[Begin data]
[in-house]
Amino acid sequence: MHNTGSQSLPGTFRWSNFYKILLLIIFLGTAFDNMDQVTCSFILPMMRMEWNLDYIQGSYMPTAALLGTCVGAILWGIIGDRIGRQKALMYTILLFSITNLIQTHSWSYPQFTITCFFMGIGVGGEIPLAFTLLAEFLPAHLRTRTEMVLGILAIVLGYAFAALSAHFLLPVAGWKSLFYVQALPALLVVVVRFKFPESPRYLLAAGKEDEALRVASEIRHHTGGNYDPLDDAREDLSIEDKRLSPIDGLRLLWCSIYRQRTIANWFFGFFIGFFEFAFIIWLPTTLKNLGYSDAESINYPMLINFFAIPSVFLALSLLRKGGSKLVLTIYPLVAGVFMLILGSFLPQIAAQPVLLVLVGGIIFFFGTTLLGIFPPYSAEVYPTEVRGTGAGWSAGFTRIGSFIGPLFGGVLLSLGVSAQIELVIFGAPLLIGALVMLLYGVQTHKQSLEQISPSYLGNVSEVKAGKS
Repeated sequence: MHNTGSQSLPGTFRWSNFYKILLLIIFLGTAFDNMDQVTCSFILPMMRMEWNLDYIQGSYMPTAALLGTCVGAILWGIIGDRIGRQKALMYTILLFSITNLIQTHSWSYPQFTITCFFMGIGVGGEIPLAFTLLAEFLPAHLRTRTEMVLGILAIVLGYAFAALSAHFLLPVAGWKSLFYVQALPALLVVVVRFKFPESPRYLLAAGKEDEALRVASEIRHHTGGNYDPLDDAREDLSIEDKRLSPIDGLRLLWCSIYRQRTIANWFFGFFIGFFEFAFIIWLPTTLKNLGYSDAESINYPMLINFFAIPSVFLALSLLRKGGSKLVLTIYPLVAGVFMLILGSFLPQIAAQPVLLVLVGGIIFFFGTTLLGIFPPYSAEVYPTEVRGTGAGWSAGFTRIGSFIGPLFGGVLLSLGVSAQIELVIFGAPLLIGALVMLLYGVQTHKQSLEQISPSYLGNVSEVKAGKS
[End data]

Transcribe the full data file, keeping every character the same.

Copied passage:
[in-house]
Amino acid sequence: MHNTGSQSLPGTFRWSNFYKILLLIIFLGTAFDNMDQVTCSFILPMMRMEWNLDYIQGSYMPTAALLGTCVGAILWGIIGDRIGRQKALMYTILLFSITNLIQTHSWSYPQFTITCFFMGIGVGGEIPLAFTLLAEFLPAHLRTRTEMVLGILAIVLGYAFAALSAHFLLPVAGWKSLFYVQALPALLVVVVRFKFPESPRYLLAAGKEDEALRVASEIRHHTGGNYDPLDDAREDLSIEDKRLSPIDGLRLLWCSIYRQRTIANWFFGFFIGFFEFAFIIWLPTTLKNLGYSDAESINYPMLINFFAIPSVFLALSLLRKGGSKLVLTIYPLVAGVFMLILGSFLPQIAAQPVLLVLVGGIIFFFGTTLLGIFPPYSAEVYPTEVRGTGAGWSAGFTRIGSFIGPLFGGVLLSLGVSAQIELVIFGAPLLIGALVMLLYGVQTHKQSLEQISPSYLGNVSEVKAGKS
Repeated sequence: MHNTGSQSLPGTFRWSNFYKILLLIIFLGTAFDNMDQVTCSFILPMMRMEWNLDYIQGSYMPTAALLGTCVGAILWGIIGDRIGRQKALMYTILLFSITNLIQTHSWSYPQFTITCFFMGIGVGGEIPLAFTLLAEFLPAHLRTRTEMVLGILAIVLGYAFAALSAHFLLPVAGWKSLFYVQALPALLVVVVRFKFPESPRYLLAAGKEDEALRVASEIRHHTGGNYDPLDDAREDLSIEDKRLSPIDGLRLLWCSIYRQRTIANWFFGFFIGFFEFAFIIWLPTTLKNLGYSDAESINYPMLINFFAIPSVFLALSLLRKGGSKLVLTIYPLVAGVFMLILGSFLPQIAAQPVLLVLVGGIIFFFGTTLLGIFPPYSAEVYPTEVRGTGAGWSAGFTRIGSFIGPLFGGVLLSLGVSAQIELVIFGAPLLIGALVMLLYGVQTHKQSLEQISPSYLGNVSEVKAGKS